“World boss is coming,” asserts Warren Haynes as Gov’t Mule’s new Shout! album shoots to life. The music harnesses a dense, sweaty groove that sounds like Stevie Ray Vaughan in his prime. But the prideful guitar lead is very much in keeping with the mesh of dark blues and Southern-fried psychedelia that has always been at the heart of the band’s best tunes.
Brothers Luther and Cody Dickinson, on the other hand, evoke an eerily similar muse in the title of the North Mississippi Allstars’ new recording: World Boogie is Coming.
Listen to these fine albums side by side and you will discover just how like-minded their source material is even though their resulting music is often radically different.
Shout! is a feast of a blues jam album – a 75 minute adventure that has Haynes and Mule mainstay Matt Abts continuing to expand on a guitar-savvy sound that, engaging as it has always been, used to paint them into a stylistic corner. Here, the band’s current quartet lineup offers us Whisper in Your Soul (an enticing slo-mo romp that recalls Cream at its nastiest), Captured (a slow and steady blues that bears more than a passing resemblance to Pink Floyd) and Stoop So Low (a beefy serving of churchy funk that does a wonderful about face into revivalistic gospel and soul).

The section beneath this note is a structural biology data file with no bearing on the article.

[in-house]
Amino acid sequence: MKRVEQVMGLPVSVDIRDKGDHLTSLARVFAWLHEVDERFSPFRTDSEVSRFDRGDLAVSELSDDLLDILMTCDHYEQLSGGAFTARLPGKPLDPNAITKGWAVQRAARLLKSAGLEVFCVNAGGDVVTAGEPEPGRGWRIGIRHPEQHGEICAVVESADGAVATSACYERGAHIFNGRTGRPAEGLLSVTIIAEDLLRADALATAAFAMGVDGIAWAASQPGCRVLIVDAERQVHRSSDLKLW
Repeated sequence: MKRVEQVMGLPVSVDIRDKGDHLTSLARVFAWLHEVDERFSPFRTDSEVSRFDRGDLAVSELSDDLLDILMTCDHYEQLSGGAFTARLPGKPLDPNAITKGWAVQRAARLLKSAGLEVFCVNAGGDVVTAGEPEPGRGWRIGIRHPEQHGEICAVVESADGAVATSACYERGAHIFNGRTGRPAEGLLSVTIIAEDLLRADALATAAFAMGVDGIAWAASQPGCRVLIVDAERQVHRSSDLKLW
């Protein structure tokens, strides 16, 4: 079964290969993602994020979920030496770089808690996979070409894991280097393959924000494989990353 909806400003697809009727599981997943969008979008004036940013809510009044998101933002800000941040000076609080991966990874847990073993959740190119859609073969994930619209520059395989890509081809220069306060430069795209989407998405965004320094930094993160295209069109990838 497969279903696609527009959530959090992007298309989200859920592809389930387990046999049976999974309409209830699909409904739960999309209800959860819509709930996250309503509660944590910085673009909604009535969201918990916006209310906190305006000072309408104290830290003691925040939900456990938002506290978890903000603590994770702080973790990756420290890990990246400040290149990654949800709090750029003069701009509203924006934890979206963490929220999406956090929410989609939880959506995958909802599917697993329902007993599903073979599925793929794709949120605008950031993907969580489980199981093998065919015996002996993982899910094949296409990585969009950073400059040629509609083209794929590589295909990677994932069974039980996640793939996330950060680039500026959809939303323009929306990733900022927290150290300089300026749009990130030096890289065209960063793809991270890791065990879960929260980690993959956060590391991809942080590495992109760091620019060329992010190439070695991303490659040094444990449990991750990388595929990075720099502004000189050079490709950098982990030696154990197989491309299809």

That doesn’t even touch upon the Sly & Robbie flavored dub of Scared to Live and the afterhours cool percolating within When the World Gets Small.
But that’s just half the fun. Shout! also boasts a second disc of the album’s 11 songs with a reshuffled running order. These alternate versions add in guest artists to varying effect. Reggae star Toots Hibbert is a natural fit for Scared to Live while the world weary singing of Steve Winwood gives When the World Gets Small a sleek twilight hue that recalls his ‘70s records with Traffic. For the most part, though, the guests don’t pack the same vocal grit and depth Haynes injects into the first disc. In short, the Mule can shout just fine on its own.
There is a shorter guest list here, as well. But the Dickinsons definitely make the most of what they have – like Robert Plant (who they toured with a few years back) blowing wicked harmonica through the ghostly album opening instrumental JR and the subsequent gutbucket groove of Goat Meat (“it ain’t fit to eat”).
Dickinson originals rotate with tunes by such Allstars’ inspirations as Junior Kimbrough, RL Burnside and Otha Turner. The result is a blues and boogie groove stew that couldn’t be more worldly.